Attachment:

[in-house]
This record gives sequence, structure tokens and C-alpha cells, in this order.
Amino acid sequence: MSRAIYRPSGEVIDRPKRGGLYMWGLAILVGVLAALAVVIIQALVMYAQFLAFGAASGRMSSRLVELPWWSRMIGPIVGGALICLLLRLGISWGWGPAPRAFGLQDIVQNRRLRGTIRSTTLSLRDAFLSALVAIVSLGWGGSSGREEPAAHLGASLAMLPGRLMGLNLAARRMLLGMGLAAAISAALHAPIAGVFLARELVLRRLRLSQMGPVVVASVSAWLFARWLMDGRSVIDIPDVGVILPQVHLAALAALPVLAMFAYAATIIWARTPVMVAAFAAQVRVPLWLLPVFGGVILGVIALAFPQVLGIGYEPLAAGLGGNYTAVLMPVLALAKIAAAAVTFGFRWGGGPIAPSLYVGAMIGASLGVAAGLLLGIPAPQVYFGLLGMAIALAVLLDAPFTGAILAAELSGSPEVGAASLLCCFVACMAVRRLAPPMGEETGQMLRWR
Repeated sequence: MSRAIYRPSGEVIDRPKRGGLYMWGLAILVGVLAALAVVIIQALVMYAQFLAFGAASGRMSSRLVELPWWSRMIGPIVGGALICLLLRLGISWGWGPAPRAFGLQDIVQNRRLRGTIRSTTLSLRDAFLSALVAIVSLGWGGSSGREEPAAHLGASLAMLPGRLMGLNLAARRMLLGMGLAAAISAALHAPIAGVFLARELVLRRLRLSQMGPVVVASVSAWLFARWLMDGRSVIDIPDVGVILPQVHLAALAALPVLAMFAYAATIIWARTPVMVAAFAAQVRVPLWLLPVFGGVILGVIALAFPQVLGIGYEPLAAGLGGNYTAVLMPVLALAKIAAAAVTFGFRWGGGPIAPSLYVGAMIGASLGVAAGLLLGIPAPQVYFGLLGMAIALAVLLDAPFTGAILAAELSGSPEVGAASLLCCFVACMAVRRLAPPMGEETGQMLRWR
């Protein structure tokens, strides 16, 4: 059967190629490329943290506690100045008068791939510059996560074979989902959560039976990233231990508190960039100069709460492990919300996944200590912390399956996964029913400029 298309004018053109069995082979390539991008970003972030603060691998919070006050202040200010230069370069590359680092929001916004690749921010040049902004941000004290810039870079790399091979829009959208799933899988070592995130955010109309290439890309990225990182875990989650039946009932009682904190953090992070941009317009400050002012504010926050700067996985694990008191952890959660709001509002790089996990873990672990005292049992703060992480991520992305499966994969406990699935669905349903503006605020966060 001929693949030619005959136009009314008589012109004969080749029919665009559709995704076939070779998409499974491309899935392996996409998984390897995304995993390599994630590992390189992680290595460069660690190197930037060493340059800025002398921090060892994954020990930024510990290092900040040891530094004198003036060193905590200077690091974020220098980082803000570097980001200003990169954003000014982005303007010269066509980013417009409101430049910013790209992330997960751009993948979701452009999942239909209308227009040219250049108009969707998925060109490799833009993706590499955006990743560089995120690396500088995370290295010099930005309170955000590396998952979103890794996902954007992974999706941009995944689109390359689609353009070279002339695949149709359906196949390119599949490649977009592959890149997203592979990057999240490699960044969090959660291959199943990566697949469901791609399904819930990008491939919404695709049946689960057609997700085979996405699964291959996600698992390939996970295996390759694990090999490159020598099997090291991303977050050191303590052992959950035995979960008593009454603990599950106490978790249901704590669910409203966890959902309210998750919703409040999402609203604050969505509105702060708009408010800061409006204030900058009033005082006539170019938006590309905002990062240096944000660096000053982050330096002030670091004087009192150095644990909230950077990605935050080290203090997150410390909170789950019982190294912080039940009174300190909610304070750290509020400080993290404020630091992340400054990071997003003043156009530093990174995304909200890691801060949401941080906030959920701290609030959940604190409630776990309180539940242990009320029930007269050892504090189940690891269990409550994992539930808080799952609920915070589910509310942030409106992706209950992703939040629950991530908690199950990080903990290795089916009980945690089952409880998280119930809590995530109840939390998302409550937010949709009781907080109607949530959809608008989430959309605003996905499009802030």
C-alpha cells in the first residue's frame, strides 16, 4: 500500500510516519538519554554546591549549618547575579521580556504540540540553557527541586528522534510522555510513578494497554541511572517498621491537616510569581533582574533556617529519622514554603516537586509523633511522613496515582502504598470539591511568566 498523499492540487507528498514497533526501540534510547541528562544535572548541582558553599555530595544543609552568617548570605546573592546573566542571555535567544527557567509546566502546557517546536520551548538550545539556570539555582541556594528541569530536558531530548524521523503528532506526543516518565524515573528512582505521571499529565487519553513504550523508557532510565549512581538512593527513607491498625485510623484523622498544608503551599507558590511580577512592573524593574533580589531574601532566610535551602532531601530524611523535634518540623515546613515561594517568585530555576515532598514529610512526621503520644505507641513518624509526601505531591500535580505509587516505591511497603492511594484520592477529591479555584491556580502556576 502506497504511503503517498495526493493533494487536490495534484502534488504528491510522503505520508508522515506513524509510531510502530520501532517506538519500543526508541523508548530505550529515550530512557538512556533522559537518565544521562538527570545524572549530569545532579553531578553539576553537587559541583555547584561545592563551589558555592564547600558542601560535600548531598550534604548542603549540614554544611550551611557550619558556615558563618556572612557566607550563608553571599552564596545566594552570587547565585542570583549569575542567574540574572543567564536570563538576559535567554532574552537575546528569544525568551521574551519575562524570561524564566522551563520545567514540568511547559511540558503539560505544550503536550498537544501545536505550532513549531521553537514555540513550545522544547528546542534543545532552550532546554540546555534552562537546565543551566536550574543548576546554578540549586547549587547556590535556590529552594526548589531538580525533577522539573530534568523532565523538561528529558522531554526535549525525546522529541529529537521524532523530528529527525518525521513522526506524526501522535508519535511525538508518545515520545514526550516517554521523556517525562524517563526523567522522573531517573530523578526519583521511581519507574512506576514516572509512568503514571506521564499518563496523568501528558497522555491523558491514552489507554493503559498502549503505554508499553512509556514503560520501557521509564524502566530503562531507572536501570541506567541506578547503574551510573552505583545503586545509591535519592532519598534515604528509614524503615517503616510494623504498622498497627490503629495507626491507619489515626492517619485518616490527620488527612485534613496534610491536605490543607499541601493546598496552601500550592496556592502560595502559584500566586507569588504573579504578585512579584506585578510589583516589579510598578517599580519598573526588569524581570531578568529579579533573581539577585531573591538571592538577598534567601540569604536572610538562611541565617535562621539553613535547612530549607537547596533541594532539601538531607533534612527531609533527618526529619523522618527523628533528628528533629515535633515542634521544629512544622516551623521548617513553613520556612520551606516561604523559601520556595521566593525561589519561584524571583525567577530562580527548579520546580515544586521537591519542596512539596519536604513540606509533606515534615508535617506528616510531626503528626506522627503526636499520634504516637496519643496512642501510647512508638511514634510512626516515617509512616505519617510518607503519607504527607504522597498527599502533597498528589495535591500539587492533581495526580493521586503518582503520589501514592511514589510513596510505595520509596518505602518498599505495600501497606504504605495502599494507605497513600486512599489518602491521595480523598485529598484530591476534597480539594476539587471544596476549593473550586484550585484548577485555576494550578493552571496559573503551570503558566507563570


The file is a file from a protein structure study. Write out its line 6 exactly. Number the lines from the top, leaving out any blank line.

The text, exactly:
C-alpha cells in the first residue's frame, strides 16, 4: 500500500510516519538519554554546591549549618547575579521580556504540540540553557527541586528522534510522555510513578494497554541511572517498621491537616510569581533582574533556617529519622514554603516537586509523633511522613496515582502504598470539591511568566 498523499492540487507528498514497533526501540534510547541528562544535572548541582558553599555530595544543609552568617548570605546573592546573566542571555535567544527557567509546566502546557517546536520551548538550545539556570539555582541556594528541569530536558531530548524521523503528532506526543516518565524515573528512582505521571499529565487519553513504550523508557532510565549512581538512593527513607491498625485510623484523622498544608503551599507558590511580577512592573524593574533580589531574601532566610535551602532531601530524611523535634518540623515546613515561594517568585530555576515532598514529610512526621503520644505507641513518624509526601505531591500535580505509587516505591511497603492511594484520592477529591479555584491556580502556576 502506497504511503503517498495526493493533494487536490495534484502534488504528491510522503505520508508522515506513524509510531510502530520501532517506538519500543526508541523508548530505550529515550530512557538512556533522559537518565544521562538527570545524572549530569545532579553531578553539576553537587559541583555547584561545592563551589558555592564547600558542601560535600548531598550534604548542603549540614554544611550551611557550619558556615558563618556572612557566607550563608553571599552564596545566594552570587547565585542570583549569575542567574540574572543567564536570563538576559535567554532574552537575546528569544525568551521574551519575562524570561524564566522551563520545567514540568511547559511540558503539560505544550503536550498537544501545536505550532513549531521553537514555540513550545522544547528546542534543545532552550532546554540546555534552562537546565543551566536550574543548576546554578540549586547549587547556590535556590529552594526548589531538580525533577522539573530534568523532565523538561528529558522531554526535549525525546522529541529529537521524532523530528529527525518525521513522526506524526501522535508519535511525538508518545515520545514526550516517554521523556517525562524517563526523567522522573531517573530523578526519583521511581519507574512506576514516572509512568503514571506521564499518563496523568501528558497522555491523558491514552489507554493503559498502549503505554508499553512509556514503560520501557521509564524502566530503562531507572536501570541506567541506578547503574551510573552505583545503586545509591535519592532519598534515604528509614524503615517503616510494623504498622498497627490503629495507626491507619489515626492517619485518616490527620488527612485534613496534610491536605490543607499541601493546598496552601500550592496556592502560595502559584500566586507569588504573579504578585512579584506585578510589583516589579510598578517599580519598573526588569524581570531578568529579579533573581539577585531573591538571592538577598534567601540569604536572610538562611541565617535562621539553613535547612530549607537547596533541594532539601538531607533534612527531609533527618526529619523522618527523628533528628528533629515535633515542634521544629512544622516551623521548617513553613520556612520551606516561604523559601520556595521566593525561589519561584524571583525567577530562580527548579520546580515544586521537591519542596512539596519536604513540606509533606515534615508535617506528616510531626503528626506522627503526636499520634504516637496519643496512642501510647512508638511514634510512626516515617509512616505519617510518607503519607504527607504522597498527599502533597498528589495535591500539587492533581495526580493521586503518582503520589501514592511514589510513596510505595520509596518505602518498599505495600501497606504504605495502599494507605497513600486512599489518602491521595480523598485529598484530591476534597480539594476539587471544596476549593473550586484550585484548577485555576494550578493552571496559573503551570503558566507563570